Using a new metabonomic strategy, Imperial College researchers have identified a novel way to diagnose paediatric tuberculosis, providing a solid basis for children to receive the proper treatment.
Diagnosing tuberculosis in children continues to be challenging, as the nature of the presentation renders the usual diagnostic techniques ineffective. The non-specific presentation of symptoms and limited ability to use reliable tests means that in low- and middle-income countries, where the disease burden is greatest, many children are not given appropriate treatment.
By performing Nuclear Magnetic Resonance (NMR) spectroscopy and untargeted Ultra-performance Liquid Chromatography-Mass Spectrometry (UPLC-MS) at the National Phenome Centre, diagnostic biomarkers and metabolites have been found, which can readily be searched for to indicate disease. The researchers from Imperial College and MRC Unit The Gambia at the London School of Hygiene and Tropical Medicine, have been able to pinpoint ceramides and gangliosides as key indicators when their levels are raised.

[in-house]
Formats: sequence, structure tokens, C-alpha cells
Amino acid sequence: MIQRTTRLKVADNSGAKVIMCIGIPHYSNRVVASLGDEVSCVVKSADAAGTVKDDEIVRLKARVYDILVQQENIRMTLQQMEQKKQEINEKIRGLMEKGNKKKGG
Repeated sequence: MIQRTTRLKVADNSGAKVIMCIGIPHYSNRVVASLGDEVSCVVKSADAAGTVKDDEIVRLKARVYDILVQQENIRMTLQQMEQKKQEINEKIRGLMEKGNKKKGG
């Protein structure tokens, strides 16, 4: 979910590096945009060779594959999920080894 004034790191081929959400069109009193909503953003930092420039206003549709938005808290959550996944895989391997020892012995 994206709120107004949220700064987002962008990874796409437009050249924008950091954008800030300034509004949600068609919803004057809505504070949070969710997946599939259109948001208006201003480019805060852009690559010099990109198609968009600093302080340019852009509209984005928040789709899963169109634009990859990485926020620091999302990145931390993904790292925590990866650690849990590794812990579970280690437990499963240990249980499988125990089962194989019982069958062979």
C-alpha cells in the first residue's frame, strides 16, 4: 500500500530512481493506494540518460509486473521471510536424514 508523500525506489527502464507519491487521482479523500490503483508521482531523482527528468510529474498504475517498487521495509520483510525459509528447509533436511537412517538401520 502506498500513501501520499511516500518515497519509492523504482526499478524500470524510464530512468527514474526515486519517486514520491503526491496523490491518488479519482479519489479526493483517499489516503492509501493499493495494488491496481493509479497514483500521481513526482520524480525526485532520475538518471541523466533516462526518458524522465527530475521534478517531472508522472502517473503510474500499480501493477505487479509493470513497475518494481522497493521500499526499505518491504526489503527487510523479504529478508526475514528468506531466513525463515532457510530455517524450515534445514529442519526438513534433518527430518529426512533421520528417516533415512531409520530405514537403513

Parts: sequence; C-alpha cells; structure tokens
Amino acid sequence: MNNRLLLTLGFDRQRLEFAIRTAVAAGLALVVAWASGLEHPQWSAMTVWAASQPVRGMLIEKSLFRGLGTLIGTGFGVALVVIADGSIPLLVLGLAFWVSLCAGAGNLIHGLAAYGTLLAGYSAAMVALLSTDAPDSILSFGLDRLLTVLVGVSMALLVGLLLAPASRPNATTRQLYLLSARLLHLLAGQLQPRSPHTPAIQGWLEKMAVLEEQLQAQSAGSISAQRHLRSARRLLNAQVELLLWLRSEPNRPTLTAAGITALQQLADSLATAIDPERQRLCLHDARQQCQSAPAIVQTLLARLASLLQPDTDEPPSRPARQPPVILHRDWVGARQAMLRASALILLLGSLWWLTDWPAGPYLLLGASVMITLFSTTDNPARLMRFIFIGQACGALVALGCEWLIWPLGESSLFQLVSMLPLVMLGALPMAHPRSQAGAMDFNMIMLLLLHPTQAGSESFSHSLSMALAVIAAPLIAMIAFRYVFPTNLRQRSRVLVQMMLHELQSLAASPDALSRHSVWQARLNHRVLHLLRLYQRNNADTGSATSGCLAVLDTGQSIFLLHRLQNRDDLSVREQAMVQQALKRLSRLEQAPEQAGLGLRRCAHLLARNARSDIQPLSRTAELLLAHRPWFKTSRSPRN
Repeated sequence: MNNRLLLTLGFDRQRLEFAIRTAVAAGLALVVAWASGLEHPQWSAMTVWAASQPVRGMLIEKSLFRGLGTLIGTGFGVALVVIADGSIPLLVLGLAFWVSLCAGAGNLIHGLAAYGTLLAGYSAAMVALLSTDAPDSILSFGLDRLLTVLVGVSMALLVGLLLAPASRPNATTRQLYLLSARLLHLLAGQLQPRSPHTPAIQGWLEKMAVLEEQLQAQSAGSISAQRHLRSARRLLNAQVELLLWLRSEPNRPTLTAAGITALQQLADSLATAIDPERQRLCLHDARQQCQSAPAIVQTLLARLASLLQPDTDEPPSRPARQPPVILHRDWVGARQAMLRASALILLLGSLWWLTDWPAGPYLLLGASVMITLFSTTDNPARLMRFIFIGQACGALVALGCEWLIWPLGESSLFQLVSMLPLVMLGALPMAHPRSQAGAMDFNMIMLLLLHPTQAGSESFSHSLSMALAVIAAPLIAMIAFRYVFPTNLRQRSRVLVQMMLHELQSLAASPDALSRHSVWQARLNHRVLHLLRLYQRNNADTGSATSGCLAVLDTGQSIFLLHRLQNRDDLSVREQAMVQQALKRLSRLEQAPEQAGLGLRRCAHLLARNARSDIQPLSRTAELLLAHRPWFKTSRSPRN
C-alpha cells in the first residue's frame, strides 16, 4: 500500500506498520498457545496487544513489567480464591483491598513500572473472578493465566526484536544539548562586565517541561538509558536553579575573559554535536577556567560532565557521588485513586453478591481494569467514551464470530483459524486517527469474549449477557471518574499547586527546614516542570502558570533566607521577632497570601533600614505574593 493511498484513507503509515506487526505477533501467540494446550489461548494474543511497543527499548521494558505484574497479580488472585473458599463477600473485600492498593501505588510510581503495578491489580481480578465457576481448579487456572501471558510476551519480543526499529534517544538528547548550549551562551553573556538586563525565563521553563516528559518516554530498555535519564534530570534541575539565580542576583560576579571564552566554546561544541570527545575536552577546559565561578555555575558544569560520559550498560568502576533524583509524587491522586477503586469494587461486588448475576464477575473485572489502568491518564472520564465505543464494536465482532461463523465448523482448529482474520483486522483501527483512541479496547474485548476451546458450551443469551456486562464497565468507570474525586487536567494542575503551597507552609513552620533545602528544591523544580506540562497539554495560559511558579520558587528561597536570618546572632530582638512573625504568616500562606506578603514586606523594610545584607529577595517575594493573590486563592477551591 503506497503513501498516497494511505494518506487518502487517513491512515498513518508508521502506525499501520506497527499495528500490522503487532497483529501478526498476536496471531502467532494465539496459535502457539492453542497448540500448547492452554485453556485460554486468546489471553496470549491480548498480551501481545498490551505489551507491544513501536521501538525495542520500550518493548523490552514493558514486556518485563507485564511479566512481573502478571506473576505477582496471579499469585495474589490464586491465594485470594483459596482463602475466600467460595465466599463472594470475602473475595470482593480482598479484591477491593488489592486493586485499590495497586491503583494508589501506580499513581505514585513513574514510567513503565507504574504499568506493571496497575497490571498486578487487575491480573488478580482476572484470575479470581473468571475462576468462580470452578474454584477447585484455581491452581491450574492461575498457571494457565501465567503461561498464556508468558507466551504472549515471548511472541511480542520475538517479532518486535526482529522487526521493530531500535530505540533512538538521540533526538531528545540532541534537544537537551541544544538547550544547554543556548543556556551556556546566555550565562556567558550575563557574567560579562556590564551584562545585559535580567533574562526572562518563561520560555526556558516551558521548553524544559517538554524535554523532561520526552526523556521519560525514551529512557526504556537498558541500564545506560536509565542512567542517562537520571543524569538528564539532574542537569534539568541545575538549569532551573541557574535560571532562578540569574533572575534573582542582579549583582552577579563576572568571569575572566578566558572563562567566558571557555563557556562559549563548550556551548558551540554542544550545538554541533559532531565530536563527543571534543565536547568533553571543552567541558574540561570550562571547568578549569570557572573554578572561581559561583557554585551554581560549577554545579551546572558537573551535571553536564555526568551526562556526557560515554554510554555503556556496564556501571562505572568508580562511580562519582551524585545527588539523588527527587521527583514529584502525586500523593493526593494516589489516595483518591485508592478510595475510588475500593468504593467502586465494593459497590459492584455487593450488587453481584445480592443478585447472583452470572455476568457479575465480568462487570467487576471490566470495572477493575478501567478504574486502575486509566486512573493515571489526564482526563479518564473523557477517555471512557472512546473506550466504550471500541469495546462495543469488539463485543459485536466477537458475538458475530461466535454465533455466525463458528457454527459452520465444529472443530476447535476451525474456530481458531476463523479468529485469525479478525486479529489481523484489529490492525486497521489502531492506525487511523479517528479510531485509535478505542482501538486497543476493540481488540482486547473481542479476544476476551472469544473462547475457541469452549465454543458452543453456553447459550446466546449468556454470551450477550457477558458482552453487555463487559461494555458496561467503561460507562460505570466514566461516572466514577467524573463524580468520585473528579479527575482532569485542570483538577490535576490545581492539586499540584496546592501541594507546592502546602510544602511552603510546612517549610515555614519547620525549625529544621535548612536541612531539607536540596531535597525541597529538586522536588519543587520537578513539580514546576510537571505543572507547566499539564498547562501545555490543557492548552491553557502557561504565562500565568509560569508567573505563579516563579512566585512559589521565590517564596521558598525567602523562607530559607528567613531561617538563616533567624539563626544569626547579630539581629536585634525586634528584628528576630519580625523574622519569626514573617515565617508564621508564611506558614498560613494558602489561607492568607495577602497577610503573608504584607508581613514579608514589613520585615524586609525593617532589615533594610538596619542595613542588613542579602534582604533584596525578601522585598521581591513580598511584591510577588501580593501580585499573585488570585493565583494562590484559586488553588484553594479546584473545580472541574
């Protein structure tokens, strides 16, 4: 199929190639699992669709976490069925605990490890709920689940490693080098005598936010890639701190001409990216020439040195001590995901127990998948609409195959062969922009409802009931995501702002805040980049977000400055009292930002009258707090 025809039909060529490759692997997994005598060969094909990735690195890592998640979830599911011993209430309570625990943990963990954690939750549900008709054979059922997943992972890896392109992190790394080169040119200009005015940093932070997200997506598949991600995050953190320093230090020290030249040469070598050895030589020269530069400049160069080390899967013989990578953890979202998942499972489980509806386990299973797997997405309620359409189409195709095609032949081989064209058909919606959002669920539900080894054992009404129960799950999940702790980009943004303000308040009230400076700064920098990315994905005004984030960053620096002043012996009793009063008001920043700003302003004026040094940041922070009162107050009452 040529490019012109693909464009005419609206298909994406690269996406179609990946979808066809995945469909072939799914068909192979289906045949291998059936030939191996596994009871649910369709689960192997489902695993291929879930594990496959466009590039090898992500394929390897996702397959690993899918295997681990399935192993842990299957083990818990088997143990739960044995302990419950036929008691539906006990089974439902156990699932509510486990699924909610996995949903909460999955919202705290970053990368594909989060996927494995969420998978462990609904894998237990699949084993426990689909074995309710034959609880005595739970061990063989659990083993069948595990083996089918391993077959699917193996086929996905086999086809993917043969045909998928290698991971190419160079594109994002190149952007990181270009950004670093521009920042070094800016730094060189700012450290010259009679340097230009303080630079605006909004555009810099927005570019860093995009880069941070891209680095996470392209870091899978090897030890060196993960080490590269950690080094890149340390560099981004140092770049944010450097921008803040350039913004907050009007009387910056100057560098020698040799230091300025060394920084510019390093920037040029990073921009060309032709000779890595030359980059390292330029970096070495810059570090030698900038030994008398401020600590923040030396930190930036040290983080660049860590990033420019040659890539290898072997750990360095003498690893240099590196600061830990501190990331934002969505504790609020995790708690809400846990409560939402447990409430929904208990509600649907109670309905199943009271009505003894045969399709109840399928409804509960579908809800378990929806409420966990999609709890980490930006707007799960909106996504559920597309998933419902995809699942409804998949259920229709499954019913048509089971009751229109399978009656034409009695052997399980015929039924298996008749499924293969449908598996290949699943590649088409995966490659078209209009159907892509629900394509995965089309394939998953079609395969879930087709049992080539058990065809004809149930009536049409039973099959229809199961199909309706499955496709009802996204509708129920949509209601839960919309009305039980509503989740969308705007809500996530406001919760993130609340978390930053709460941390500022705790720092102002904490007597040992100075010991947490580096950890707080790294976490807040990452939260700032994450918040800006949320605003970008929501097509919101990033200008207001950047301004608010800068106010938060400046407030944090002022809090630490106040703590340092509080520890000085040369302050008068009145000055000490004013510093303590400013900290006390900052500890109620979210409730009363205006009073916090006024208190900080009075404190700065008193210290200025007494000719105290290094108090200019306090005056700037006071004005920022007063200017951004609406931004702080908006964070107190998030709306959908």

Furthermore, these biomarkers and metabolites can be found in non-sputum based biofluid, which is much easier to collect in children than the respiratory samples most commonly used for diagnosis.
While the research is still in its preliminary stages and needs further validation in order to assess the clinical utility, this discovery has opened up a new approach to diagnosis for a disease that is estimated to cause 210,00 deaths of children each year. This study is an excellent example of the potential of metabonomics in clinical diagnostics, which is one of the core programmes within our BRC Molecular Phenomics Theme.